The ears of grain

In the Valley of Rephaim.

Gleanings will be left in it,

As when an olive tree is beaten.

Two or three berries

On the top of the highest bough

Will be left.

Four or five on the branches

Of a fruit tree

Will be left.’

Says Yahweh

God of Israel.”

Here is another oracle of Yahweh, via Isaiah, but about Ephraim of northern Israel. This rebuke is against Jacob, not Damascus. There is a reference to the Valley of Rephaim, which is northwest of Jerusalem in the Ephraim territory. Thus this land of Ephraim will be devastated. The fat animals will grow lean. All that will be left are the gleanings of left over grain that the pickers left behind. The olive trees will only have a few berries that were too difficult to pick, since all the others would have been shaken out of the trees. There will only be a few branches on any trees. There will not be much left after this day of destruction in northern Israel.

Religious hypocrites (Isa 1:13-1:16)

“I cannot endure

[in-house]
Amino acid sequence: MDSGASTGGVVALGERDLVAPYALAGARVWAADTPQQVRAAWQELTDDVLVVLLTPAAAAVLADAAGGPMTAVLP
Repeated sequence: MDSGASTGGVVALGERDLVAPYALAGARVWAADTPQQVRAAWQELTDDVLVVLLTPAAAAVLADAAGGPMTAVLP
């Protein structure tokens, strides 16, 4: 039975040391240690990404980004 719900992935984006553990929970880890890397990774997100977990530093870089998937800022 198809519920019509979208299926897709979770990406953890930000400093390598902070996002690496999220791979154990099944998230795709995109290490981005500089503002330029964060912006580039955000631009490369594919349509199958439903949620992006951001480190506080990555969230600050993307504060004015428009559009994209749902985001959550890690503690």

Solemn assemblies

With iniquity.

I cannot endure

New moon convocations.

I cannot endure

Sabbath convocations.

My soul hates

Your new moon celebrations.

My soul hates

Your appointed festivals.

They have become a burden to me.

I am weary of bearing them.

When you spread forth your hands,

I will hide my eyes from you.

Even though you make many prayers,

I will not listen.

Your hands are full of blood.

Wash yourselves!

Make yourselves clean!

Remove the evil

Of your doings

From before my eyes.

Cease to do evil!”

Yahweh via Isaiah continues to reject all convocations and assemblies for the new moon and the various festivals, even for the Sabbath because of their iniquity. What a striking turn of events! The kings and priests loved these assemblies for fulfilling the law in the Torah. Isaiah and Yahweh seem to be calling out the hypocrisy of these worship assemblies where evil iniquitous people gathered for these festivals. Yahweh could not endure them any longer. His soul hated them. He was weary of their burden on him.   He was going to hide his eyes and not listen to their prayers. Then in surprisingly priestly language he talks about the unclean bloody hands that need to be washed. Somehow the idea of clean and unclean was acceptable. However, these worshippers had to change their evil habits. They had to cease to do evil. Maybe, this rebuke against offerings and festivals was not absolute.